Friday, 9 September 2011

Dublin: II

Today began with a visit to Trinity College, where I saw the Book of Kells, the Long Room library and other fine buildings within the campus of almost fifty acres.

The old Parliament Building, now a Bank of Ireland, is directly opposite Trinity, so we crossed the road, walked in and saw the erstwhile Irish House of Lords where, on display, is the Lord Chancellor of Ireland's Purse. the last Lord Chancellor of Ireland was the Lord Glenavy.

Our next port o' call was Dublin Castle, a splendid place full of history and heritage, dating, I believe, from 988.

Dublin Castle was, of course, the seat of British rule in Ireland until 1922. It was the official residence of the Lord Lieutenant of Ireland, the last of whom was the Viscount FitzAlan of Derwent.

Our guide showed us the principal state rooms within the apartments, including the State Dining-Room and St Patrick's Hall, with the banners of the Knights of St Patrick.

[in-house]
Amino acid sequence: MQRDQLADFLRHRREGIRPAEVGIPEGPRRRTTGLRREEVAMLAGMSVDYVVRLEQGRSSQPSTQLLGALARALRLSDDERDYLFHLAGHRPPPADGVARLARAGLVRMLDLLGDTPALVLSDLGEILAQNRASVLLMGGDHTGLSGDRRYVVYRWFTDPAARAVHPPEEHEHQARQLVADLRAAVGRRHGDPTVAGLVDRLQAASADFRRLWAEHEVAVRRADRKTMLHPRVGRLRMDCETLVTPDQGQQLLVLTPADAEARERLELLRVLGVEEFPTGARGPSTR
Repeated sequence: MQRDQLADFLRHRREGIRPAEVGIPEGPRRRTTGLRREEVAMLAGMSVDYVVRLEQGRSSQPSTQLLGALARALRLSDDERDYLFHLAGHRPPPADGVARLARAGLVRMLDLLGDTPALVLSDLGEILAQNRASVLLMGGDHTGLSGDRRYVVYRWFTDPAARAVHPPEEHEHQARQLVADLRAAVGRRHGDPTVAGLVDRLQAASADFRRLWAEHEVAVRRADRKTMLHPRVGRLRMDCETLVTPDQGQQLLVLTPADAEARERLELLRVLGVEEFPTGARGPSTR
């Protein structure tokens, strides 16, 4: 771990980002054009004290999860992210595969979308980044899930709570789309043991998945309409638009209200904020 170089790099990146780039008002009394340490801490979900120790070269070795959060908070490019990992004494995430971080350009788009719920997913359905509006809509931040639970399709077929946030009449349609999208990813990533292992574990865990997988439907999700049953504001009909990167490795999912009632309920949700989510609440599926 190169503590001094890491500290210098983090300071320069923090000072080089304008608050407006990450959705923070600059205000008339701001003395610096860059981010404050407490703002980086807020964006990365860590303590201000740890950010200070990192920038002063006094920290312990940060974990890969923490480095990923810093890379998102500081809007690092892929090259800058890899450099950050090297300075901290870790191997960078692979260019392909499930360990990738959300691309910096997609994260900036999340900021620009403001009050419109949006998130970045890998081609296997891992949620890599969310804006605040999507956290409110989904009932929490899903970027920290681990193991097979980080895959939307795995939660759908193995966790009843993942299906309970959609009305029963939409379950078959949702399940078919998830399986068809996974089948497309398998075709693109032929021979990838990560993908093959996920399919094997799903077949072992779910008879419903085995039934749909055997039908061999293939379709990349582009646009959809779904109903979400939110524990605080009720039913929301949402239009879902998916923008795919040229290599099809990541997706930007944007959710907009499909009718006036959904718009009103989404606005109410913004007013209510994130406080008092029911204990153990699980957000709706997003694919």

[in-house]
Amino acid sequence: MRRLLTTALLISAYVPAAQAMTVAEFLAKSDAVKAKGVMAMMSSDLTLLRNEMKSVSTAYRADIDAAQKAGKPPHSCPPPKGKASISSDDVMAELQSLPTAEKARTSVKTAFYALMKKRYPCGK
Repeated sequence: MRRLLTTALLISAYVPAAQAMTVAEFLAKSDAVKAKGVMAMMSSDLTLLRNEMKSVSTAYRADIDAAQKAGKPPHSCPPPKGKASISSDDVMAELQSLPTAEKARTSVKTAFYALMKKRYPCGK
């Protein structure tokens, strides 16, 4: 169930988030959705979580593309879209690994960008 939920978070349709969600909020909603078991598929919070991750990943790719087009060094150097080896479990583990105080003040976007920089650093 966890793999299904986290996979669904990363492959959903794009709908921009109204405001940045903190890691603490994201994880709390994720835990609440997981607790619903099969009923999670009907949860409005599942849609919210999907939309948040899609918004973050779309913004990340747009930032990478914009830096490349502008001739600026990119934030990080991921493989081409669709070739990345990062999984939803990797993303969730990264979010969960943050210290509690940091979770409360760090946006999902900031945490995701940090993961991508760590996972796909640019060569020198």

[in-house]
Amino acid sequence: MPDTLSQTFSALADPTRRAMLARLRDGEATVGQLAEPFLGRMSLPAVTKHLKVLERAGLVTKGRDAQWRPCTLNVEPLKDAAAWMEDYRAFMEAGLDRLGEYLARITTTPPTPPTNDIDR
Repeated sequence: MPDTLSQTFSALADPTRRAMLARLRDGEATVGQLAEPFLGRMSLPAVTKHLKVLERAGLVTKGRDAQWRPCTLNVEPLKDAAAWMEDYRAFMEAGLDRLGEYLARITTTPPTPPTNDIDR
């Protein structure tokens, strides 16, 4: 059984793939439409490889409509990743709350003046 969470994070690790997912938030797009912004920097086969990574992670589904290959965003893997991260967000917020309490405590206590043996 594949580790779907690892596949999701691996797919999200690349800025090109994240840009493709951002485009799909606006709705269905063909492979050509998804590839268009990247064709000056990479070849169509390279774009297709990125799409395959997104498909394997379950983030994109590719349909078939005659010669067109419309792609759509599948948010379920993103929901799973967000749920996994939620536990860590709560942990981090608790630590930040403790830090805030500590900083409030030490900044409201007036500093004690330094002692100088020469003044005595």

One banner on view is that of the Duke of Abercorn.

The Hall has a sumptuous ceiling.

A portrait of Lord Londonderry hangs in the State Dining-Room.

The Chapel Royal also displays the carved coats-of-arms of former viceroys, which continue on the stained glass windows - again, Lord Abercorn's armorial bearings can be seen.

From the Castle, we walked a short distance to Christ Church Cathedral, seat of the Lord Archbishop of Dublin.

After a bite of lunch, Jameson's old distillery was on the agenda. This was our final destination of the day.

Above is the Royal - or Viceregal, pew at Christchurch Cathedral.

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